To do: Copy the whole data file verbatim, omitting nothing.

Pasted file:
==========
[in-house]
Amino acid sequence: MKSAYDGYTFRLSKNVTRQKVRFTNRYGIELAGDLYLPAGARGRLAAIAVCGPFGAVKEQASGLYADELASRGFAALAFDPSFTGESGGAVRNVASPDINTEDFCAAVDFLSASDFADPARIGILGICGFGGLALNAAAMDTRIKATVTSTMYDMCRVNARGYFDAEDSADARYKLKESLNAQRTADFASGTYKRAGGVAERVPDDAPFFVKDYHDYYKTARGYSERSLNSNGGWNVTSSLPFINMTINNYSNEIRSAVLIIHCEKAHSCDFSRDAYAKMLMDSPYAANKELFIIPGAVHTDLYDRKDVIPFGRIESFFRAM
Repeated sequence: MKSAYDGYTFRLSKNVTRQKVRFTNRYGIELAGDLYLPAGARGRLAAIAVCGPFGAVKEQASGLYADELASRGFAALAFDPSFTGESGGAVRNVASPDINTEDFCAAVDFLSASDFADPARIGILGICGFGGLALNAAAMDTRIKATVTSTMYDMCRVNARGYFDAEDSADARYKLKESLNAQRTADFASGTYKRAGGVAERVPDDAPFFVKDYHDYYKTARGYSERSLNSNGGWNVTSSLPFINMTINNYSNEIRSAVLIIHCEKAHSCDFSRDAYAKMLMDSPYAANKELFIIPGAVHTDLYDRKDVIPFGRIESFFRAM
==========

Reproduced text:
[in-house]
Amino acid sequence: MKSAYDGYTFRLSKNVTRQKVRFTNRYGIELAGDLYLPAGARGRLAAIAVCGPFGAVKEQASGLYADELASRGFAALAFDPSFTGESGGAVRNVASPDINTEDFCAAVDFLSASDFADPARIGILGICGFGGLALNAAAMDTRIKATVTSTMYDMCRVNARGYFDAEDSADARYKLKESLNAQRTADFASGTYKRAGGVAERVPDDAPFFVKDYHDYYKTARGYSERSLNSNGGWNVTSSLPFINMTINNYSNEIRSAVLIIHCEKAHSCDFSRDAYAKMLMDSPYAANKELFIIPGAVHTDLYDRKDVIPFGRIESFFRAM
Repeated sequence: MKSAYDGYTFRLSKNVTRQKVRFTNRYGIELAGDLYLPAGARGRLAAIAVCGPFGAVKEQASGLYADELASRGFAALAFDPSFTGESGGAVRNVASPDINTEDFCAAVDFLSASDFADPARIGILGICGFGGLALNAAAMDTRIKATVTSTMYDMCRVNARGYFDAEDSADARYKLKESLNAQRTADFASGTYKRAGGVAERVPDDAPFFVKDYHDYYKTARGYSERSLNSNGGWNVTSSLPFINMTINNYSNEIRSAVLIIHCEKAHSCDFSRDAYAKMLMDSPYAANKELFIIPGAVHTDLYDRKDVIPFGRIESFFRAM